Currently a growing multi-billion dollar industry, synbio applications seem limitless. Both the private and public sectors are investing in new technology. Defense Advanced Research Projects Agency (DARPA), a project of the Department of Defense, leads the push by U.S. government agencies to get involved in the synthetic biology industry. In 2014 alone, DARPA funded $100 million in synbio research programs, far more than the National Science Foundation (NSF), National Institutes of Health (NIH), and the USDA. According to the Wilson Center Synthetic Biology Project, if other Department of Defense spending is added to DARPA’s current investment in 2015, then close to two-thirds of all federal funding awarded to synthetic biology comes from the defense industry. With all of this public funding for research programs, almost no money (less than one percent of the total amount) has been invested in research to monitor the potential impact of synbio production on the environment or on human health.
This lack of funding in risk research, as well as a similar lack of funding allocated to researching the ethical, legal, or moral aspects of re-engineering living cells, becomes even less understandable when the proliferation of “garage biology” is considered. Crowdfunding programs like Kickstarter and Experiment.com are opening the field to amateur biologists and “bio-hackers.” With the ability to order synthetic building blocks online, several independent labs are experimenting with creating and re-creating DNA. The U.S. government supports this trend, viewing it much in the same way the garage tech industry was viewed – an opportunity for truly creative minds to work on the edge of possibility. However, the safety and ethical concerns regarding micro-organisms are very different from those of micro-chips.
Though the funding from federal agencies is considerable, it pales in comparison to the private sector. Syngenta, Monsanto, DuPont, and other giant, international corporations are feeding research programs across the globe. Recent history regarding the proliferation of GMO crops and the effect they have had on the global eco-system and independent farmers raises flags that need to be acknowledged. Food scarcity, seed diversity, and bio-piracy are issues tied to the expansion of industrial farming. The UN Food and Agriculture Organization (FAO) reports that up to 75% of the world’s crop diversity has already been lost through seed sovereignty laws and patents limiting farmers’ centuries-old practice of seed saving. New super-weeds have sprung up, the use of pesticides and herbicides has grown exponentially, and many questions are still left unanswered about the health effects of GMO products. The large corporations continue to grow and profit and the benefit-sharing of the new industrial farm system is lopsided.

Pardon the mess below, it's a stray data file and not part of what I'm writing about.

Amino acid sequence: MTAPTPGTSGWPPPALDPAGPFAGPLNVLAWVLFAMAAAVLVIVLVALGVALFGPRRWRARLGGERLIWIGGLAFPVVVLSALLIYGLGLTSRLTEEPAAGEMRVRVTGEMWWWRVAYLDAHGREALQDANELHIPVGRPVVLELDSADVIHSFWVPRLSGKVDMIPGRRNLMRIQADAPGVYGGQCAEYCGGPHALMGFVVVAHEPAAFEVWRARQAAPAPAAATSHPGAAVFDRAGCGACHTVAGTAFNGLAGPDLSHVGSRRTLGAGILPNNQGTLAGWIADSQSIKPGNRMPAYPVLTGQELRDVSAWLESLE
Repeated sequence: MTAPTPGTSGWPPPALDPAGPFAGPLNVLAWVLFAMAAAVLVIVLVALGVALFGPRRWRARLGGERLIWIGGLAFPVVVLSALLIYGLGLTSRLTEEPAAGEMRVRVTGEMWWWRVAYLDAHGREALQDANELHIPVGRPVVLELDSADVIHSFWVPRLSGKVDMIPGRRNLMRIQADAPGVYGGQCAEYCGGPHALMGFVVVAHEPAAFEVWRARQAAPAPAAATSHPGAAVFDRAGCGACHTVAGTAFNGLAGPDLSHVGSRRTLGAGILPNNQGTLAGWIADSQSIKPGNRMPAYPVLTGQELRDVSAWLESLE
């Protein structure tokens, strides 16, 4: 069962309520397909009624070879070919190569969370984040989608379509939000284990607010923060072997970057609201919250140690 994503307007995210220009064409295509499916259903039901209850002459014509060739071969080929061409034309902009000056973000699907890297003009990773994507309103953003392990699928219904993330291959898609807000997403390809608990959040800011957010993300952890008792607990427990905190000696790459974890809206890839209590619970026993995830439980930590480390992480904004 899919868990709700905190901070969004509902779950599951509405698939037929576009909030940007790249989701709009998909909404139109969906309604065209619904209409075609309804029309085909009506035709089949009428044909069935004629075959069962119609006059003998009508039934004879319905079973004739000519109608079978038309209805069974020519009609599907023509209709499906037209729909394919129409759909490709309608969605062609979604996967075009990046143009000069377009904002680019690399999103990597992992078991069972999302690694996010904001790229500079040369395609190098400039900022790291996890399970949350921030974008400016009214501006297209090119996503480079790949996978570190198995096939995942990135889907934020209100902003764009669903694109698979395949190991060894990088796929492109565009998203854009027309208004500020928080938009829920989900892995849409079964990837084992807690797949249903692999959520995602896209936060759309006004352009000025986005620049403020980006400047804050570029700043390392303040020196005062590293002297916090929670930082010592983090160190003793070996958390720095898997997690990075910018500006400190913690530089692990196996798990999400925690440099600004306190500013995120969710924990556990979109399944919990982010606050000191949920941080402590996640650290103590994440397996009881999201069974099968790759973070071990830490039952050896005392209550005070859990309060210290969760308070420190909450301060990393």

Every new technology will have winners and losers. Synthetic biology is no different. In a consumer market that is increasingly concerned about product-sourcing, sustainability, global labor, and fair trade, synbio raises several issues. Supporters of the development of synthetic biology point to the technology’s potential to curb greenhouse gas emissions and offer a sustainable solution to the climate crisis by sequestering food production to laboratories and fermentation vats. However, they downplay the increased need to produce sugar crops for feedstock, the potential for environmental contamination, and the impact the industry will have on the already struggling economies that rely on specialty crops to survive.
Is there truly a need for products engineered using synthetic biology? Who stands to benefit from the advancement of this technology and who may be negatively affected by it? Who is funding the research and development and to what end? We have spent centuries bending our eco-system to fit our needs and fulfill our desires, but in the context of agriculture and food production, consumers are not looking to technology to correct the damage brought about by technology anymore. The rapid growth of the organic market and the departure from the ideology of the “Green Revolution” indicates the focus is now on a natural and sustainable solution.